Is There a Rightful Place for Workplace Whining?

Venting at work can help relieve employee stress and maybe even lead to improvements.

Whining is usually considered a bad thing, but in-office gripe sessions could have their uses, according to a new article in CIO magazine by Bob Lewis.

Lewis notes that among the many things lost in telecommuting is the ability for shared in-person commiseration. You can commiserate by phone, text, and video call, but there’s nothing like a bumping into a colleague in the kitchen or restroom and finding that you have so much in common—to complain about. Most of us have been taught to try to be positive, but complaining can be cathartic and relieve stress.

“Venting serves the same purpose in organizational dynamics that the relief valve serves on a pressure cooker: It keeps the pressure at a level low enough that the whole apparatus doesn’t explode,” Lewis writes.

Bearing your burden alone can take a toll, regardless of how petty the burden is. At my first full-time job, I didn’t enjoy my manager. One of my colleagues and I used to laugh together about her difficult nature, joking one time that she didn’t need a parking spot because she could hang her broom up in her office. It’s not nice to laugh behind a colleague’s back, but sometimes there is little recourse. I had tried reasoning with the manager as did my colleague, to no avail. We couldn’t do anything about her, so sharing our frustration about her allowed us to continue doing our jobs rather than losing our tempers and stomping out of the office.

Venting Needs to Be In-Person

Lewis notes that online collaboration and meeting spaces are insufficient for venting. One reason is that no one usually plans or schedules in advance to gripe. It happens organically during casual interactions. “Even for the most prosaic aspects of collaboration, on-screen interactions are a pale substitute for what in-person relationships make possible. Like, that is, bumping into a buddy when something has annoyed you and you need to vent,” Lewis writes.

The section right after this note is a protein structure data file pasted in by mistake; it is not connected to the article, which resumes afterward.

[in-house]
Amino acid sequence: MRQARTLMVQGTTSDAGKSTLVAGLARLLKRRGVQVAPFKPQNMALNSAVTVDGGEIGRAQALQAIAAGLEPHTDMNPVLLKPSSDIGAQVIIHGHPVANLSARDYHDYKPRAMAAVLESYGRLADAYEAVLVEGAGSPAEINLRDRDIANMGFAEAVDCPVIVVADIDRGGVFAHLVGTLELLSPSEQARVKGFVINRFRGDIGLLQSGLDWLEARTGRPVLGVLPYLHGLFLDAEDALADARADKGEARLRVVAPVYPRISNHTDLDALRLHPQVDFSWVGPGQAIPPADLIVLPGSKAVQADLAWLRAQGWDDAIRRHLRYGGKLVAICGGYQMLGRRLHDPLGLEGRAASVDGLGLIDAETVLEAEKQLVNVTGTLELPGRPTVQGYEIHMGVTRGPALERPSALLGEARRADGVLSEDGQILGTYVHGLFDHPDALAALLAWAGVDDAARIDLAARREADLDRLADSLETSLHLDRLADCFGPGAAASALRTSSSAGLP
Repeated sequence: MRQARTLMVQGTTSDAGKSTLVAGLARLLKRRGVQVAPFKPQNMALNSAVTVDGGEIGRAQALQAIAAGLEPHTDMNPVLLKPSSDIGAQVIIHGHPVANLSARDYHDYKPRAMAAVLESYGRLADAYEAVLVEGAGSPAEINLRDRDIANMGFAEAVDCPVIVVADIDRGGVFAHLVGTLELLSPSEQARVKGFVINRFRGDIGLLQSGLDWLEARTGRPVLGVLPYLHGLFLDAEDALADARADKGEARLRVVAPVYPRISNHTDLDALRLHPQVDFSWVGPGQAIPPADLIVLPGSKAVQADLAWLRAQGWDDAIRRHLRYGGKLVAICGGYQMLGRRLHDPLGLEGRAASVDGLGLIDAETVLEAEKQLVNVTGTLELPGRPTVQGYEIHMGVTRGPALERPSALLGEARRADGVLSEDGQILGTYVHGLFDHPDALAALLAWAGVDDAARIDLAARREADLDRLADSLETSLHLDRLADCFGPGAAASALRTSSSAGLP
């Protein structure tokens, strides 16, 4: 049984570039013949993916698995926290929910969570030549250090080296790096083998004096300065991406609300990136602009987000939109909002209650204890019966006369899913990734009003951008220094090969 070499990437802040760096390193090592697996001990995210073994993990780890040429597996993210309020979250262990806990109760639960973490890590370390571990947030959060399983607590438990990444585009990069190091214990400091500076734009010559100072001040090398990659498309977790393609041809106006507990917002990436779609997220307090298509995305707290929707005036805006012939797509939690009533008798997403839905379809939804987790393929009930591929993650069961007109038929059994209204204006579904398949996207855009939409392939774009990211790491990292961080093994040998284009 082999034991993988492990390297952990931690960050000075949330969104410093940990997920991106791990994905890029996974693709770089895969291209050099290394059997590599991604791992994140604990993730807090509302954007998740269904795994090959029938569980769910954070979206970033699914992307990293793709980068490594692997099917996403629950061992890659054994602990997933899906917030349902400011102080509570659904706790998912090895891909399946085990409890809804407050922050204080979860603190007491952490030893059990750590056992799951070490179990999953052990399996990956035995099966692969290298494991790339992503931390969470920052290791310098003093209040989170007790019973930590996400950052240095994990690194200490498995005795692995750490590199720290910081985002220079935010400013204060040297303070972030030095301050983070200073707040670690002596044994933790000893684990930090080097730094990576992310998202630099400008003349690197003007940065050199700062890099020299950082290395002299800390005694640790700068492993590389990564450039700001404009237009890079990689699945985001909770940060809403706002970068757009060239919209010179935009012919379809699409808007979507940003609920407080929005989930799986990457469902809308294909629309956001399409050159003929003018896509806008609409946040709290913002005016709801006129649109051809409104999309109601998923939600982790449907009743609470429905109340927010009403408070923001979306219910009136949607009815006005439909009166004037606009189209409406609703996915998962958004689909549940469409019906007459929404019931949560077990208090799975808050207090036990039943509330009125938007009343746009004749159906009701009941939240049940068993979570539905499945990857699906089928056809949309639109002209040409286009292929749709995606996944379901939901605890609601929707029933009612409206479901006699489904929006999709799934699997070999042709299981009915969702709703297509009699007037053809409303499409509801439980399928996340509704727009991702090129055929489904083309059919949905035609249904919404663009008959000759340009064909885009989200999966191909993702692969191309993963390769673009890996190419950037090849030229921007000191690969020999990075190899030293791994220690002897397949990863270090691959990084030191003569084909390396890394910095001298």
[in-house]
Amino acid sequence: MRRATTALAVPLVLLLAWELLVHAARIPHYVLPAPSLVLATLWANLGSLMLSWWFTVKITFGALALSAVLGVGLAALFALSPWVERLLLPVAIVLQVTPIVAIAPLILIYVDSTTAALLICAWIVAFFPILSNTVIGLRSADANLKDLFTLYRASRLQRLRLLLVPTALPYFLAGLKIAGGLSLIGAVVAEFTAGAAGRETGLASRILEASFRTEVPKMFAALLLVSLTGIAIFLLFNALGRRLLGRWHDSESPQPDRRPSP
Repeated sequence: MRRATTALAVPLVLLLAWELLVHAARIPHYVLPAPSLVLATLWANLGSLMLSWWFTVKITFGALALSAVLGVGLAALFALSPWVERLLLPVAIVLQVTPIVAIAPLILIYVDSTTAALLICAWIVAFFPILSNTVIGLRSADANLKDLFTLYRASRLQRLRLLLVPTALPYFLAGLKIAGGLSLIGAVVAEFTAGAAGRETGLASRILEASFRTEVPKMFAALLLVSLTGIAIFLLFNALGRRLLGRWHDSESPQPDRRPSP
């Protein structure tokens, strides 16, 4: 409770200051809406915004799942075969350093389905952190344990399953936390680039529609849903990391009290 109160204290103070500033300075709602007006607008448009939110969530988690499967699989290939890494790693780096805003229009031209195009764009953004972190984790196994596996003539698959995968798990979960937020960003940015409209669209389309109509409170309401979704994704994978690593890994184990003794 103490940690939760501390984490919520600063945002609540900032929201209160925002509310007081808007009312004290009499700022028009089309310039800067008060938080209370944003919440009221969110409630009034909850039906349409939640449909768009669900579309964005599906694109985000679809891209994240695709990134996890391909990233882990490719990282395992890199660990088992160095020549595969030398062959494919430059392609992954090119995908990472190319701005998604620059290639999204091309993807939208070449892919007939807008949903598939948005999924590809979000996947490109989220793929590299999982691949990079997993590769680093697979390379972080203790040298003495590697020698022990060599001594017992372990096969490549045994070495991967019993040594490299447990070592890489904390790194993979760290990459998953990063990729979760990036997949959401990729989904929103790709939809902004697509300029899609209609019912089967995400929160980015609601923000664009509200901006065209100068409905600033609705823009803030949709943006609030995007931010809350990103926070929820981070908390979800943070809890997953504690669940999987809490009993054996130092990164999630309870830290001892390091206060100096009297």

One idea I might implement as a manager—which is only possible if most of a work team lives reasonably close to one another—is to have monthly lunches. Once a month, you have an hour-long lunch together, on the company’s dime, at a low-to-moderate priced restaurant. Eating together with colleagues is as close as a mostly remote work group is going to get to the spontaneous bump-into. You’re all together, but not to do work or necessarily talk business. That leaves ample time for griping.

Teaching Managers to Facilitate Gripe Sessions

Should managers be guided, or even taught, how to facilitate cathartic work-related griping? They may need to be taught that it’s OK when customers are not around to have honest, sometimes negative, conversations. The complaining doesn’t have to be productive—at least not at first. The group could spend 20 minutes just complaining about everything that annoys them about the office and the company before, finally, the manager helps them pivot to solutions. The manager could be trained to listen carefully to griping sessions for opportunities to implement changes. They should listen closely, even when the griping is unproductive.

The manager could say something like, “I know what you mean—I also can’t stand the new online payment system we have to use to pay contract employees. Is there anything you think we could ask Human Resources about to have changed? The manager could jot down ideas shared over lunch, or, if no solutions were found, the complaints. The notes should never include who the complaints came from. You don’t want employees to feel like the manager is a spy among them.

Taking Griping to the Top

You can take the idea of valuing, and learning, from griping to the top levels of the company. Maybe once a quarter, or a couple times a year, each work group submits their top five complaints about the company and their work life. The top executives then review these complaints and discuss among themselves which, if any, of them seem valid and offer opportunities for improvement.

Then—gasp!—the top executives can add in their own personal gripes to the conversation. They may be shocked at how often their complaints overlap with those of their employees. You never know sometimes how much company you have in your misery until you share that misery with others.

Does complaining have a place in your organization? How do you enable this catharsis, which can safeguard employee psyches and lead to improvements?